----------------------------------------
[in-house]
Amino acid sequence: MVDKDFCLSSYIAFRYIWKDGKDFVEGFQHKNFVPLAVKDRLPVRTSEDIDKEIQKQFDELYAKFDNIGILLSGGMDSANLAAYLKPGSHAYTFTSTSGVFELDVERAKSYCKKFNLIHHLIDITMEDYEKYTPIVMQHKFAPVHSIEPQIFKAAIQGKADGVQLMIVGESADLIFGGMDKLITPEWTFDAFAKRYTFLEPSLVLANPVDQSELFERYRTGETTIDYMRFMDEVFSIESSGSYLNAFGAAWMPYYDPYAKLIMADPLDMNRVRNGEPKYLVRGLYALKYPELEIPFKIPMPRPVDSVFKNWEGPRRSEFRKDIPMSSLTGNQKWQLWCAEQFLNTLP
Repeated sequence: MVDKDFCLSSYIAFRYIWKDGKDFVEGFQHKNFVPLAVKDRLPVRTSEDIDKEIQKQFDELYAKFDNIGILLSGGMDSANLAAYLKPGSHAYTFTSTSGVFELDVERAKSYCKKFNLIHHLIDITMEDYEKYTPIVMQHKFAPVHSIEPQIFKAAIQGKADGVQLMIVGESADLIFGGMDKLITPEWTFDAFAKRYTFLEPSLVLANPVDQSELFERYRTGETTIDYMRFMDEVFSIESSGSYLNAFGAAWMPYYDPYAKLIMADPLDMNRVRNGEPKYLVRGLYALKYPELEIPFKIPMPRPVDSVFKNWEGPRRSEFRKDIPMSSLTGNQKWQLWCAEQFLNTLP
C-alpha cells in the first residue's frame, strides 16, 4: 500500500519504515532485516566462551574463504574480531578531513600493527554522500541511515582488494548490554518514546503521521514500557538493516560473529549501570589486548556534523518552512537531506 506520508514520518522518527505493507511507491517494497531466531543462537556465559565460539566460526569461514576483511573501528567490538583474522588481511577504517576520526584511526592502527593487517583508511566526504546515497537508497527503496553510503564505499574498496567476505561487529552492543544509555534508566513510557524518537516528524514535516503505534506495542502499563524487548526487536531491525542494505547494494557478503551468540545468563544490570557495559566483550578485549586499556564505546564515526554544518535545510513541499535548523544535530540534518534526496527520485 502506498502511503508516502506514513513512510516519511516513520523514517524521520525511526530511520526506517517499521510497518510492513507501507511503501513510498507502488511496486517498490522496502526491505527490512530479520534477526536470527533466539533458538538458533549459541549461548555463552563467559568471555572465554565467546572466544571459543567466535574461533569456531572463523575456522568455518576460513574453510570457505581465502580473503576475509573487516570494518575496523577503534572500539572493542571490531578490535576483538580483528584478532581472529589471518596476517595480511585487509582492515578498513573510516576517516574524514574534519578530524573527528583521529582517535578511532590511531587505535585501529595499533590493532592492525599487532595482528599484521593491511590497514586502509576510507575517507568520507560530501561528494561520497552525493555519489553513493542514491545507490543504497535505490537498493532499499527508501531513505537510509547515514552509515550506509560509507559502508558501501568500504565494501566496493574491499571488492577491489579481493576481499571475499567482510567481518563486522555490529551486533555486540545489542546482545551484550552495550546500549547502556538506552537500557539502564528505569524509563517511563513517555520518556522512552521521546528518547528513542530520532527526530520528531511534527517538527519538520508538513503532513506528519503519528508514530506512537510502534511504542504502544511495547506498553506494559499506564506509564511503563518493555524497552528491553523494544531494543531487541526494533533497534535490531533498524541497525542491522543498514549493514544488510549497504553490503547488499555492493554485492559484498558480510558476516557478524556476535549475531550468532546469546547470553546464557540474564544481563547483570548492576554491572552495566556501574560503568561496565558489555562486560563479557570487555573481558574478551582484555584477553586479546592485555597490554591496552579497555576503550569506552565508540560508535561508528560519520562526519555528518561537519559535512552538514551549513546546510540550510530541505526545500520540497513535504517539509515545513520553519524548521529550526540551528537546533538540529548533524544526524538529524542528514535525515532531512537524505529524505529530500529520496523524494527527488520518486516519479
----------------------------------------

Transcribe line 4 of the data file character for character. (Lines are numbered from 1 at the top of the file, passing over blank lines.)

C-alpha cells in the first residue's frame, strides 16, 4: 500500500519504515532485516566462551574463504574480531578531513600493527554522500541511515582488494548490554518514546503521521514500557538493516560473529549501570589486548556534523518552512537531506 506520508514520518522518527505493507511507491517494497531466531543462537556465559565460539566460526569461514576483511573501528567490538583474522588481511577504517576520526584511526592502527593487517583508511566526504546515497537508497527503496553510503564505499574498496567476505561487529552492543544509555534508566513510557524518537516528524514535516503505534506495542502499563524487548526487536531491525542494505547494494557478503551468540545468563544490570557495559566483550578485549586499556564505546564515526554544518535545510513541499535548523544535530540534518534526496527520485 502506498502511503508516502506514513513512510516519511516513520523514517524521520525511526530511520526506517517499521510497518510492513507501507511503501513510498507502488511496486517498490522496502526491505527490512530479520534477526536470527533466539533458538538458533549459541549461548555463552563467559568471555572465554565467546572466544571459543567466535574461533569456531572463523575456522568455518576460513574453510570457505581465502580473503576475509573487516570494518575496523577503534572500539572493542571490531578490535576483538580483528584478532581472529589471518596476517595480511585487509582492515578498513573510516576517516574524514574534519578530524573527528583521529582517535578511532590511531587505535585501529595499533590493532592492525599487532595482528599484521593491511590497514586502509576510507575517507568520507560530501561528494561520497552525493555519489553513493542514491545507490543504497535505490537498493532499499527508501531513505537510509547515514552509515550506509560509507559502508558501501568500504565494501566496493574491499571488492577491489579481493576481499571475499567482510567481518563486522555490529551486533555486540545489542546482545551484550552495550546500549547502556538506552537500557539502564528505569524509563517511563513517555520518556522512552521521546528518547528513542530520532527526530520528531511534527517538527519538520508538513503532513506528519503519528508514530506512537510502534511504542504502544511495547506498553506494559499506564506509564511503563518493555524497552528491553523494544531494543531487541526494533533497534535490531533498524541497525542491522543498514549493514544488510549497504553490503547488499555492493554485492559484498558480510558476516557478524556476535549475531550468532546469546547470553546464557540474564544481563547483570548492576554491572552495566556501574560503568561496565558489555562486560563479557570487555573481558574478551582484555584477553586479546592485555597490554591496552579497555576503550569506552565508540560508535561508528560519520562526519555528518561537519559535512552538514551549513546546510540550510530541505526545500520540497513535504517539509515545513520553519524548521529550526540551528537546533538540529548533524544526524538529524542528514535525515532531512537524505529524505529530500529520496523524494527527488520518486516519479